Subject: I have found a CD that I think you would enjoy
|Antonio Vivaldi, Christopher Hogwood, The Academy of Ancient Music|
Vivaldi - The Four Seasons / The Academy of Ancient Music, Christopher Hogwood
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Still the Best Interpretation
J. Poss | Pahrump, Nevada | 01/25/2006
(5 out of 5 stars)
"Christopher Hogwood's interpretation and The Academy of Ancient Music's performance of Vivaldi's Four Seasons still holds it's own as the best interpretation available, even thou there are many new interpretations by new original instrument groups. Those new original instrument groups lack the luster and beautifully accurate playing of Christopher Hogwood's group. Groups such as Fabio Biondi and his Europa Galante (ASIN: B00005IA1S) or Giovanni Antonini's Il Giardino Armonico with Enrico Onofri as soloist (ASIN: B000000SPU). These two new groups have fanciful, extroverted and super fast performances which are similar to Harnoncourt's ground breaking literal interpretation with his Concentus Musicus from 1977 (ASIN: B000000SL0). Harnoncourt's was the first one to take the actual poems Vivaldi included with the manuscript and interperate the music to fit them. It's interesting how tame Harnoncourt's performance seems now compared to Biondi's and Antonini's interpretation. But the truth is, both new group's soloists sometimes sound sqeeky and the tempos are just too fast in some instances. Harnoncourt's was a little sloppy. The only recording I've heard that comes close to Hogwood is Giuliano Carmignola and the Venice Baroque Soloists on Sony (ASIN: B0000CD5H1). Carmignola truly does have a beautiful tone and an amazing command of the instrument through out the entire recording. However, Carmignola's Summer Presto sounds like a tornado instead of what it should be, a summer storm. Don't take me wrong, I really love Harnoncourt's and the newer group's recordings. Each one has it's own unique qualities, but Christopher Hogwood's recording is the one I keep coming back to. Hogwood strikes a balance between the rough sometimes unpleasant sound of the Biondi, Antonini, and Harnoncourt and the boring modern instrument interpretations (although they are starting to imitate these groups interpretations). Hogwood has just the right amount of passion without it disintegrating the performance. In fact, his performance and recording come together so well and sounds so beautiful that it creates tingles up and down my spine in many moments. Listen to the starkness of Winter in the slow movement achieved by using restrained use of the harpsichord and vibrato. One is warmed by the gentle crackling of the fireplace as you hear the rain drops falling outside (both representated by the plucked strings) and you (the violin) resting by the fire sounds so peaceful (reference the poem included with the manuscript for this movement). I will not tell you the other moments, so you can discover them for yourself.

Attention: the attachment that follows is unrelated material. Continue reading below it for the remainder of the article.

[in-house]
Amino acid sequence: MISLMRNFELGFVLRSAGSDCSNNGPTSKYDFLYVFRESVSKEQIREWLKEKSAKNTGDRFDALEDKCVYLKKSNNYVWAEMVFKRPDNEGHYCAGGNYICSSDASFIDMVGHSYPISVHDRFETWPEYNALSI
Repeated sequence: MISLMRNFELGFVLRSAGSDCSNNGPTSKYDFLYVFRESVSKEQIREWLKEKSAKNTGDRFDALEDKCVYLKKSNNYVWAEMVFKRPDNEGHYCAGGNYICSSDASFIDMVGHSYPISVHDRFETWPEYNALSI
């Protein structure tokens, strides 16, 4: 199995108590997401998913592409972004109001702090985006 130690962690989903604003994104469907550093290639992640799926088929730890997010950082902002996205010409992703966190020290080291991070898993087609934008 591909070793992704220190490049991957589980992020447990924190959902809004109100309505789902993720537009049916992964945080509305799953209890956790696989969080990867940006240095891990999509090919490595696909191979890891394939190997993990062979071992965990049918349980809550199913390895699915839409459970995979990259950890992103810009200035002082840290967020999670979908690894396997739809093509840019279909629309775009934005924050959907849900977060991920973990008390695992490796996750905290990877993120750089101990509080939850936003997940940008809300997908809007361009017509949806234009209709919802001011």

UPDATE (6-29-2009) - I discovered a recording of the Four Seasons that I like even better than Hogwoods!! It is Ottavio Dantone directing the Byzantine Academy on original instruments with Stefano Montanari play the baroque violin on a Hybrid Super Audio CD Four Seasons - This performance has incredible energy yet never gets ugly. It has incredible playing by Stefano Montanari and he never gets ugly. The recording is incredably detailed with gorgous reverberation of the church where is was recorded in 24 bit 96 kHz. The multi-channel DSD layer is incredibly detailed with the "I'm there" feeling that is a hallmark of SACD format!!"
Aaron | 01/26/2004
(5 out of 5 stars)
"I've literally heard probably 20 versions of these concertos, we probably all have, but I think this is by far the best recordings out. I especially bought this cd for it's Spring: Largo, too often violinists, and many other instrumentalists abuse the vibrato. This artist uses is sparingly and I think it only adds to it's beauty. I also very much like how prominent the guitar is. Please buy this cd, it will renew your interest in such an overplayed album."
Aaron | 08/14/1999
(4 out of 5 stars)
"Like biting the perfect apple, it leaves you stunned. Dialing in the taste before you eat this common fruit, you are amazed when expectations are exceeded. Whether it is the original instruments, multiple violin soloists, or trying to envision how Vivaldi intended the Seasons to sound, the sound of this Seasons is exceptionally bright and the dramatic intensity was more than I had remembered."